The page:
Mark Twain's Library of Humor/Introduction

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Mark Twain's Library of Humor by Mark Twain

There is no one whom people wish out of the way more than some well-meaning person who insists upon formally making them acquainted with a company of old friends, and is so full of his own performance that he won't see they are on hand-shaking terms already, and all they want is a chance to get at one another. Now if there is any one class of their authors whom the American people do know rather better than any other, it is the American humorists, from Washington Irving to Bill Nye, and we are not going to repeat their names here, or lecture upon their qualities. We have tried to arrange our Library so as to include passages representative of every period and section, and we think that the chaotic order which we have chosen will be found to facilitate the course of those who like to come upon their favorite authors unexpectedly. For example, the reader accustomed to the cheap artifices of other editors will be surprised to meet, first, a selection from the chief compiler's own work, which he would naturally have expected to find in the small print of an appendix; but throughout, the compiler has subordinated his diffidence as an author to his taste as an editor, and has put in a piece of his literature as often as he thought the public would stand it [18 times]. We need not say that, if he could have had his way throughout, this Library would have consisted solely of extracts from his own books. But he was afraid the public would not stand it, not because it did not like his books, but because it had them all by heart already. For this reason, he has followed upon the first selection from himself with selections from Messrs. Warner, Aldrich and Burdette, and he has not hesitated in other places to intersperse extracts from Mark Twain, with episodes from Mr. Lowell, or Dr. Holmes, or Mr. Harris, or Mr. Cable, or others. This has the effect of bewildering the reader, who thought it was going to be all Mark Twain, and perhaps of convincing him that there are other humorists besides his favorite author.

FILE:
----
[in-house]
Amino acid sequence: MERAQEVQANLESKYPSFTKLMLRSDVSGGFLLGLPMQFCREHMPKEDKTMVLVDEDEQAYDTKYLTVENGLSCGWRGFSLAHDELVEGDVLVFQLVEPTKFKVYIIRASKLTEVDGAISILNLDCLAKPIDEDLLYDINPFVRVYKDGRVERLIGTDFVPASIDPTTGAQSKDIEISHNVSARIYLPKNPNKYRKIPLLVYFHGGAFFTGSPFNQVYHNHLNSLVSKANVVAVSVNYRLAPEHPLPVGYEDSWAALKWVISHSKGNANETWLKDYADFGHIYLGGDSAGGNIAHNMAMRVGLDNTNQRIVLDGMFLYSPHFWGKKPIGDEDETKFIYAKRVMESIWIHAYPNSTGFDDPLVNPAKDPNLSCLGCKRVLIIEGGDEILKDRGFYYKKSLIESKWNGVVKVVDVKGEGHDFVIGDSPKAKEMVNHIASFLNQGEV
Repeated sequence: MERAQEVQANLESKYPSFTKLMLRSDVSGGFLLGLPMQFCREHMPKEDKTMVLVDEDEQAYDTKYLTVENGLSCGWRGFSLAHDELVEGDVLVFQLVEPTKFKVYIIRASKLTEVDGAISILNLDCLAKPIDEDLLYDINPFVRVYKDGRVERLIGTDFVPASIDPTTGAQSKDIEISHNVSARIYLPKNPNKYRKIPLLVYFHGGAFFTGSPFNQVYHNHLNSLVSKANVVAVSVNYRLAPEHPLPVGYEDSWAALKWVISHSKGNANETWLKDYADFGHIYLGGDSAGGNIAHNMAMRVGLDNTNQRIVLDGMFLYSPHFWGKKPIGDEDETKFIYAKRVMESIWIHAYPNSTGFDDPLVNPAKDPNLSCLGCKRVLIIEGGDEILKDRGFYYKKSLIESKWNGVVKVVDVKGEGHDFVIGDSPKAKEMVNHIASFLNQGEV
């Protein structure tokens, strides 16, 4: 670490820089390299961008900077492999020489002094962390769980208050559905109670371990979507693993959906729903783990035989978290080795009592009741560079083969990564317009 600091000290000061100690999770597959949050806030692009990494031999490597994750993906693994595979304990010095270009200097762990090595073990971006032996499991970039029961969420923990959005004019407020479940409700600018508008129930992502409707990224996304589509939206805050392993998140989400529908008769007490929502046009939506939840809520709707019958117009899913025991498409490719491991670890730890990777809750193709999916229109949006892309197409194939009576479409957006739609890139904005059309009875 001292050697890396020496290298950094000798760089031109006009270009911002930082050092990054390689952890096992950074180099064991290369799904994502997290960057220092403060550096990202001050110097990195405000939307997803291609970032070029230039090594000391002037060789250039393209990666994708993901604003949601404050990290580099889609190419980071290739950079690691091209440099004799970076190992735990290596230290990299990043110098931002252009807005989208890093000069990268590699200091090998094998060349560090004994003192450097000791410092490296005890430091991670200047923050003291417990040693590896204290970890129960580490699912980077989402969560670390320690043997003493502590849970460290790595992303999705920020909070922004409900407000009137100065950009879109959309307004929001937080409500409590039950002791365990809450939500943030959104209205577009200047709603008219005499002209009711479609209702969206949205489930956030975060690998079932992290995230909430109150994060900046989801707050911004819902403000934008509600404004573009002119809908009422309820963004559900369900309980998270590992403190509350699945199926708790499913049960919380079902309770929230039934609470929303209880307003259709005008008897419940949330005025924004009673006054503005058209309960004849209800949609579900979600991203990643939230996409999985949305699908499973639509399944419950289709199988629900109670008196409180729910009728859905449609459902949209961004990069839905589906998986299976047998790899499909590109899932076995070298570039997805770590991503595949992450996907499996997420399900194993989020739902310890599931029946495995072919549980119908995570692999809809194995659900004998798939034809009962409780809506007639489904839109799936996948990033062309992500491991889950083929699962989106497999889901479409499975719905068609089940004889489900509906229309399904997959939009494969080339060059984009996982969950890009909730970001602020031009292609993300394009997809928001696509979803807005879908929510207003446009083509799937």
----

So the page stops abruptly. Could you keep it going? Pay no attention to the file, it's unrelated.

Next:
Another advantage in the arrangement adopted, is that the reader will be obliged to go through the whole book before he discovers that some favorite author is not in it; and by this time he will have been so much amused that he will have forgotten all about his favorite author. We meant to put in everybody's favorite author, but the limits of the Library would not allow of this; and we had to be content with the hope that no one would finally remember their absence except the favorites themselves. To these we would say, in the intimacy of a public advertisement, that they may confidently look to find themselves in a future work. They are no worse than many, perhaps most, of the authors here represented; in making this compilation, we have exercised, not only the disorder of chaos, but the blindness of fate.

Our work is not, however, a last judgment; and an appeal may be easily taken from it. In fact, it is not a judgment at all, but is a species of garden-party, where representative people from all epochs and parts of the country meet and say, "What! You here?" as people do when they had not expected to find one another in such good society. But we think the little entertainment is favorable to the enjoyment, and even the study, if you please, of the different kinds of American humor, from the days of Irving, when it still smacked of Goldsmith and Addison, onward. Smack of whom it would, it has always been so racy of the soil that the native flavor prevails throughout; and whether Yankee, Knickerbocker, Southern California, refined or broad, prose, verse or newspaper, it was and is always American. But it is interesting to compare the varieties and differences of the fruits of this perennial and indigenous plant, the one thing that we can certainly claim as ours whatever else may be denied us; and we think our garden-party gives an excellent chance for this. We have been obliged to make a selection of authors, but here the work of discrimination ends, and the whole American public is cordially invited to attend. It is going to be a very distinguished affair, and, in our hospitable feeling about it, we should really be very sorry if any one of our sixty millions missed it.

The Associate Editors